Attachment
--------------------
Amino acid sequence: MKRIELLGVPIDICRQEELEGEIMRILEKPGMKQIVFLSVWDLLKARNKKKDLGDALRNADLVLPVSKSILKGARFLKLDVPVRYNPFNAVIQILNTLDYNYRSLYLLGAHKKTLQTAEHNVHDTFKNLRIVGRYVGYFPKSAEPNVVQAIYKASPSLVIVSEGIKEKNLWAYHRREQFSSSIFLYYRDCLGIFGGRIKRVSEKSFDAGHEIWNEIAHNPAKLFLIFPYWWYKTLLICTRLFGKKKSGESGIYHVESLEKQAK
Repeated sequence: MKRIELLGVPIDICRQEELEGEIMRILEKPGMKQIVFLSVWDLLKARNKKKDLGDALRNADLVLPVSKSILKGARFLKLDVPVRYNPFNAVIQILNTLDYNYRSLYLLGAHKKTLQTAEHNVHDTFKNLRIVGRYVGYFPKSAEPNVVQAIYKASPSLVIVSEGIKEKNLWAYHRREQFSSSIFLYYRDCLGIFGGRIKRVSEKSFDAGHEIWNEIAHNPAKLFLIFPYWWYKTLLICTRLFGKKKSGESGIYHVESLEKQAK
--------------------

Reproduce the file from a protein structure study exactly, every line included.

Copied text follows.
Amino acid sequence: MKRIELLGVPIDICRQEELEGEIMRILEKPGMKQIVFLSVWDLLKARNKKKDLGDALRNADLVLPVSKSILKGARFLKLDVPVRYNPFNAVIQILNTLDYNYRSLYLLGAHKKTLQTAEHNVHDTFKNLRIVGRYVGYFPKSAEPNVVQAIYKASPSLVIVSEGIKEKNLWAYHRREQFSSSIFLYYRDCLGIFGGRIKRVSEKSFDAGHEIWNEIAHNPAKLFLIFPYWWYKTLLICTRLFGKKKSGESGIYHVESLEKQAK
Repeated sequence: MKRIELLGVPIDICRQEELEGEIMRILEKPGMKQIVFLSVWDLLKARNKKKDLGDALRNADLVLPVSKSILKGARFLKLDVPVRYNPFNAVIQILNTLDYNYRSLYLLGAHKKTLQTAEHNVHDTFKNLRIVGRYVGYFPKSAEPNVVQAIYKASPSLVIVSEGIKEKNLWAYHRREQFSSSIFLYYRDCLGIFGGRIKRVSEKSFDAGHEIWNEIAHNPAKLFLIFPYWWYKTLLICTRLFGKKKSGESGIYHVESLEKQAK